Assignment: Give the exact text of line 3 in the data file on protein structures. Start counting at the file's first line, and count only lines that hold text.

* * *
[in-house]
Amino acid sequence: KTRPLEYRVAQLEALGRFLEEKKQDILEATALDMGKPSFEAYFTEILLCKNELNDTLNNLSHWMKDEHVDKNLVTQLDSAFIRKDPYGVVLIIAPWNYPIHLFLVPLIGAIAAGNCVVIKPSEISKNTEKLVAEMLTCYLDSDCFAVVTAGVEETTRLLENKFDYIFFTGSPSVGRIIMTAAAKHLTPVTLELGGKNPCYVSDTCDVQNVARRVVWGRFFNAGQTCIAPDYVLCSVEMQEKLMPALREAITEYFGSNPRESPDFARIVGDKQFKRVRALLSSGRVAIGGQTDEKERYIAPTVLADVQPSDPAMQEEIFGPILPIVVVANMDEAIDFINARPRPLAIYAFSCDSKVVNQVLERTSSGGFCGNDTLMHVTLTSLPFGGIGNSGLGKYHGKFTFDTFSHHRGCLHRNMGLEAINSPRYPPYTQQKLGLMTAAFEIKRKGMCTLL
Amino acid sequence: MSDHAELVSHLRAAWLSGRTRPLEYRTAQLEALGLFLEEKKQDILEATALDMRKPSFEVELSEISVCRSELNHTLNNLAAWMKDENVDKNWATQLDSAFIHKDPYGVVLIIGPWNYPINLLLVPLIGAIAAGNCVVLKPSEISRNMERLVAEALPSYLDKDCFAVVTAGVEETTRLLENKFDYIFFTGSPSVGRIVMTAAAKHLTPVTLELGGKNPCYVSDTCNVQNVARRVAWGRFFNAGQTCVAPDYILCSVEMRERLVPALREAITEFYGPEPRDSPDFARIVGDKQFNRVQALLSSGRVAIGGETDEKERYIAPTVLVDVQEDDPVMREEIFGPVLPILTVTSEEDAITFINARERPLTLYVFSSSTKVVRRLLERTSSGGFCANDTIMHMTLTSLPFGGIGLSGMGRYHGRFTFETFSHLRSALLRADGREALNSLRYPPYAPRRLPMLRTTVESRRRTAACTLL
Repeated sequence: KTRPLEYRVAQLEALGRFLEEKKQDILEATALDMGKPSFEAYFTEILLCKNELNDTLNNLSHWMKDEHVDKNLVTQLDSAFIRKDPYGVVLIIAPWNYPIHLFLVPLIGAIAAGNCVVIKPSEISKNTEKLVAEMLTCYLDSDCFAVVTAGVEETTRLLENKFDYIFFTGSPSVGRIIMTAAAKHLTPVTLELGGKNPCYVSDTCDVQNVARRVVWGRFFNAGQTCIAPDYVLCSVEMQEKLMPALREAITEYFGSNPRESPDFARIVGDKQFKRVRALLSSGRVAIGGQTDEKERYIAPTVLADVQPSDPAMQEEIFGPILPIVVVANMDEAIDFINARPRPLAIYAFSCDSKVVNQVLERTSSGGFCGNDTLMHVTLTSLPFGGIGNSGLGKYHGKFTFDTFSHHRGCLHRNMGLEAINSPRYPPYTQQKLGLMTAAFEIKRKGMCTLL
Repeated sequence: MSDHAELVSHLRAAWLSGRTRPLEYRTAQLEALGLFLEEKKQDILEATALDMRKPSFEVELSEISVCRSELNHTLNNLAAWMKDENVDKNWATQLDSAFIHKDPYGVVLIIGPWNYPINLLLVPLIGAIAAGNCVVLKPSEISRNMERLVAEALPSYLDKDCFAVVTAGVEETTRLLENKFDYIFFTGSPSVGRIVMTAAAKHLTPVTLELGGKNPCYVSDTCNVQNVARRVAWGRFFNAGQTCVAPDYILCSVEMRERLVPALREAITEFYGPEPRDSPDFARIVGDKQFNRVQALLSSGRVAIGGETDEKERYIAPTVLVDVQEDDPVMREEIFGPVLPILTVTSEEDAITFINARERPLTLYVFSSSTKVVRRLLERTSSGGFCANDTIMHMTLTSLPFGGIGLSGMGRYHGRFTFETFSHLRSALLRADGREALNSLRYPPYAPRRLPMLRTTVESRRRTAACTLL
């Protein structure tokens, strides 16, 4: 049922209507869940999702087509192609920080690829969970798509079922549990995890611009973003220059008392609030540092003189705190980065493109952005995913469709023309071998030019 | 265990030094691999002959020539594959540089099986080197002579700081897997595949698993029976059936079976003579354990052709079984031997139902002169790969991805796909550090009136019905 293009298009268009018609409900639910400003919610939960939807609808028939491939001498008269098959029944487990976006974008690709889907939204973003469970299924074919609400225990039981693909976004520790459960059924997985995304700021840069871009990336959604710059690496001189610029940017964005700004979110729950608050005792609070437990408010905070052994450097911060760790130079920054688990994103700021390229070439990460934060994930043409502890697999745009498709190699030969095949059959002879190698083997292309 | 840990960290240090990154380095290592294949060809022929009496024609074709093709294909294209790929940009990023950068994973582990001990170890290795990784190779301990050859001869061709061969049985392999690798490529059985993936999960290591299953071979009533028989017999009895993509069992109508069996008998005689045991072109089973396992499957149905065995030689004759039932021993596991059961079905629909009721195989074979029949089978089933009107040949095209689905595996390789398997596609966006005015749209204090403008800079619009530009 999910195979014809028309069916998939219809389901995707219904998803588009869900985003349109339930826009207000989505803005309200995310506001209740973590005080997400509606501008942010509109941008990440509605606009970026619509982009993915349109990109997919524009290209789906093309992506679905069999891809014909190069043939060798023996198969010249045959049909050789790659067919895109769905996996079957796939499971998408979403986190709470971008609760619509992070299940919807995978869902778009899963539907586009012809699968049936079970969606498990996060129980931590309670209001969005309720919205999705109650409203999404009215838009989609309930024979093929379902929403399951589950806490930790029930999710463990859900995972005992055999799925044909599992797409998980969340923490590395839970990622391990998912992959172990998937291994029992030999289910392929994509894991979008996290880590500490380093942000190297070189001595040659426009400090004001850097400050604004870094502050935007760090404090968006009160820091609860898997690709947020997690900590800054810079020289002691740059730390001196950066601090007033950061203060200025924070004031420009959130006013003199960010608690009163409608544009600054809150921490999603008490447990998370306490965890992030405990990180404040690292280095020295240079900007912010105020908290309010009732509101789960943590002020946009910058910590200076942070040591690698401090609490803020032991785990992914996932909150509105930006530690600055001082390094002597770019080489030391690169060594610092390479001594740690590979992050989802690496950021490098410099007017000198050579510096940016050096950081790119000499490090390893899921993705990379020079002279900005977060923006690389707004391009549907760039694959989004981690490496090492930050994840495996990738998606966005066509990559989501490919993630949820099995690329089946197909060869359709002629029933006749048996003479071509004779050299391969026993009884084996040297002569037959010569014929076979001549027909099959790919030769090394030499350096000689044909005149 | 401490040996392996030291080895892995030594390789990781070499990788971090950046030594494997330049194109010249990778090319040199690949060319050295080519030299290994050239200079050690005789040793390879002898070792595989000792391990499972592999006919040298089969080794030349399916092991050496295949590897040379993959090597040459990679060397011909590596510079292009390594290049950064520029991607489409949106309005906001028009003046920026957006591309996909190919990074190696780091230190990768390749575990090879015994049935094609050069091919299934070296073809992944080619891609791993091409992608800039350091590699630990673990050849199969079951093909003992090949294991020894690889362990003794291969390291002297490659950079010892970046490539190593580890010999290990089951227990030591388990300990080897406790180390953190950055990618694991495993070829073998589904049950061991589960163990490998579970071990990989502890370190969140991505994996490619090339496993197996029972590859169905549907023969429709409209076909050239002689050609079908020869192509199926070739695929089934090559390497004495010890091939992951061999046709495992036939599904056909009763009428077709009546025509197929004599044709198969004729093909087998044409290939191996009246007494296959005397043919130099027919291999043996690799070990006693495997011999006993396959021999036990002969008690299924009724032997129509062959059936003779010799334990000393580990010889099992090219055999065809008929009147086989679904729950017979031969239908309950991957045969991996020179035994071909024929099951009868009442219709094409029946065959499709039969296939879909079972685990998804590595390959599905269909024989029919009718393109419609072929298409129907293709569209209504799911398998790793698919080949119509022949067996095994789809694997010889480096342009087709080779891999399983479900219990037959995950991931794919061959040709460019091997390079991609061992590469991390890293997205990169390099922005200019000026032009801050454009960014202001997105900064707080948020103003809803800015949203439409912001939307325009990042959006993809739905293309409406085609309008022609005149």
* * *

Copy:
Amino acid sequence: MSDHAELVSHLRAAWLSGRTRPLEYRTAQLEALGLFLEEKKQDILEATALDMRKPSFEVELSEISVCRSELNHTLNNLAAWMKDENVDKNWATQLDSAFIHKDPYGVVLIIGPWNYPINLLLVPLIGAIAAGNCVVLKPSEISRNMERLVAEALPSYLDKDCFAVVTAGVEETTRLLENKFDYIFFTGSPSVGRIVMTAAAKHLTPVTLELGGKNPCYVSDTCNVQNVARRVAWGRFFNAGQTCVAPDYILCSVEMRERLVPALREAITEFYGPEPRDSPDFARIVGDKQFNRVQALLSSGRVAIGGETDEKERYIAPTVLVDVQEDDPVMREEIFGPVLPILTVTSEEDAITFINARERPLTLYVFSSSTKVVRRLLERTSSGGFCANDTIMHMTLTSLPFGGIGLSGMGRYHGRFTFETFSHLRSALLRADGREALNSLRYPPYAPRRLPMLRTTVESRRRTAACTLL